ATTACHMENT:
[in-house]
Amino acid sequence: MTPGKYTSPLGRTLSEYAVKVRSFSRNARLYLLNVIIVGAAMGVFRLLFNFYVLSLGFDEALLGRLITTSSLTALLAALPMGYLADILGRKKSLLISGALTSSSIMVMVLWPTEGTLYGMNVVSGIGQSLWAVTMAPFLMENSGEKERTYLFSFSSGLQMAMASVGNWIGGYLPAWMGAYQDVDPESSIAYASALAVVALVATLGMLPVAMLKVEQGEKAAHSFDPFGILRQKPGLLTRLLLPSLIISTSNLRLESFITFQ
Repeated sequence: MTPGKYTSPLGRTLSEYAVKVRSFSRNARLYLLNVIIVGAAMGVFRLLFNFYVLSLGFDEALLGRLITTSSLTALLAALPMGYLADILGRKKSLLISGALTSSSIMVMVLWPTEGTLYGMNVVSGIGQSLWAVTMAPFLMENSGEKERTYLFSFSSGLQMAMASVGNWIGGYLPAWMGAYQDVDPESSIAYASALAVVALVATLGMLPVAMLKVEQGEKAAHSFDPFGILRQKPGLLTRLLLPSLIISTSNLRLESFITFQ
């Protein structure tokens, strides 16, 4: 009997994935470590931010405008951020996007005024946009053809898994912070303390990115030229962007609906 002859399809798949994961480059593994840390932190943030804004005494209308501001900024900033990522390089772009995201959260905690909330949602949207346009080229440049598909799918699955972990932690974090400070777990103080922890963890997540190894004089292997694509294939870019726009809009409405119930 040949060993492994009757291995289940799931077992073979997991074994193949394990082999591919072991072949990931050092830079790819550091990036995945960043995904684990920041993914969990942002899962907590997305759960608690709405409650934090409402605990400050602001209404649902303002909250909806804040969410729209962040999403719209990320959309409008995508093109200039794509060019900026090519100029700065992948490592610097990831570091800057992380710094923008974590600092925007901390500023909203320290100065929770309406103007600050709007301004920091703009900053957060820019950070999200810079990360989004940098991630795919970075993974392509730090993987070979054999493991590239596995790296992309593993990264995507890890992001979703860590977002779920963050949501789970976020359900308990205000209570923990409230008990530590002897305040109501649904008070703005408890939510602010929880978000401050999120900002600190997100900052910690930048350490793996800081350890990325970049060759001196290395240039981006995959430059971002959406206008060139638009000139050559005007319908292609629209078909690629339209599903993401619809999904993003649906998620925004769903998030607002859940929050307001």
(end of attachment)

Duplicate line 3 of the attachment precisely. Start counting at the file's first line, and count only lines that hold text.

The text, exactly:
Repeated sequence: MTPGKYTSPLGRTLSEYAVKVRSFSRNARLYLLNVIIVGAAMGVFRLLFNFYVLSLGFDEALLGRLITTSSLTALLAALPMGYLADILGRKKSLLISGALTSSSIMVMVLWPTEGTLYGMNVVSGIGQSLWAVTMAPFLMENSGEKERTYLFSFSSGLQMAMASVGNWIGGYLPAWMGAYQDVDPESSIAYASALAVVALVATLGMLPVAMLKVEQGEKAAHSFDPFGILRQKPGLLTRLLLPSLIISTSNLRLESFITFQ